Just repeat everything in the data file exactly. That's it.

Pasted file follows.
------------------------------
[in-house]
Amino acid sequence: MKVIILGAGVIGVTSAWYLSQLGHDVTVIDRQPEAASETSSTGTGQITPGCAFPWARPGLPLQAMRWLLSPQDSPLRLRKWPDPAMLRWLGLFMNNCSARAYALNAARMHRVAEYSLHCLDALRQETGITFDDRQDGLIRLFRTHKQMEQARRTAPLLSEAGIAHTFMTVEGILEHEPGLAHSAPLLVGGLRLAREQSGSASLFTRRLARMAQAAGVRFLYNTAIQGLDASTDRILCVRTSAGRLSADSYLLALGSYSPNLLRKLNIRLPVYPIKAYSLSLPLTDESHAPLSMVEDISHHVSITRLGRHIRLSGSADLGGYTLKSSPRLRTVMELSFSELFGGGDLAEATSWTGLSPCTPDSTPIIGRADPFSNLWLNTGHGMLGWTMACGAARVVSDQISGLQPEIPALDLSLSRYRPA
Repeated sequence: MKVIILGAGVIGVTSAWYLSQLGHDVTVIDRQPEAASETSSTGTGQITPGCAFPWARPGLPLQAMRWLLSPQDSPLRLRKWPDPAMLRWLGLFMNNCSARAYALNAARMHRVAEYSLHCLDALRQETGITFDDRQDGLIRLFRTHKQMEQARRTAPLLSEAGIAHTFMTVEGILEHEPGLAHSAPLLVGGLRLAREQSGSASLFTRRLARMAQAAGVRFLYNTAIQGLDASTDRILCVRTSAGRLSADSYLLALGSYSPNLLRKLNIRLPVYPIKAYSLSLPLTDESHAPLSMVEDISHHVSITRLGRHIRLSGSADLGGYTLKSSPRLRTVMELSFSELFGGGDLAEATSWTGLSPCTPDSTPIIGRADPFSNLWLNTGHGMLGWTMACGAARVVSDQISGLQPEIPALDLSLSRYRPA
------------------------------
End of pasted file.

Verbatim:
[in-house]
Amino acid sequence: MKVIILGAGVIGVTSAWYLSQLGHDVTVIDRQPEAASETSSTGTGQITPGCAFPWARPGLPLQAMRWLLSPQDSPLRLRKWPDPAMLRWLGLFMNNCSARAYALNAARMHRVAEYSLHCLDALRQETGITFDDRQDGLIRLFRTHKQMEQARRTAPLLSEAGIAHTFMTVEGILEHEPGLAHSAPLLVGGLRLAREQSGSASLFTRRLARMAQAAGVRFLYNTAIQGLDASTDRILCVRTSAGRLSADSYLLALGSYSPNLLRKLNIRLPVYPIKAYSLSLPLTDESHAPLSMVEDISHHVSITRLGRHIRLSGSADLGGYTLKSSPRLRTVMELSFSELFGGGDLAEATSWTGLSPCTPDSTPIIGRADPFSNLWLNTGHGMLGWTMACGAARVVSDQISGLQPEIPALDLSLSRYRPA
Repeated sequence: MKVIILGAGVIGVTSAWYLSQLGHDVTVIDRQPEAASETSSTGTGQITPGCAFPWARPGLPLQAMRWLLSPQDSPLRLRKWPDPAMLRWLGLFMNNCSARAYALNAARMHRVAEYSLHCLDALRQETGITFDDRQDGLIRLFRTHKQMEQARRTAPLLSEAGIAHTFMTVEGILEHEPGLAHSAPLLVGGLRLAREQSGSASLFTRRLARMAQAAGVRFLYNTAIQGLDASTDRILCVRTSAGRLSADSYLLALGSYSPNLLRKLNIRLPVYPIKAYSLSLPLTDESHAPLSMVEDISHHVSITRLGRHIRLSGSADLGGYTLKSSPRLRTVMELSFSELFGGGDLAEATSWTGLSPCTPDSTPIIGRADPFSNLWLNTGHGMLGWTMACGAARVVSDQISGLQPEIPALDLSLSRYRPA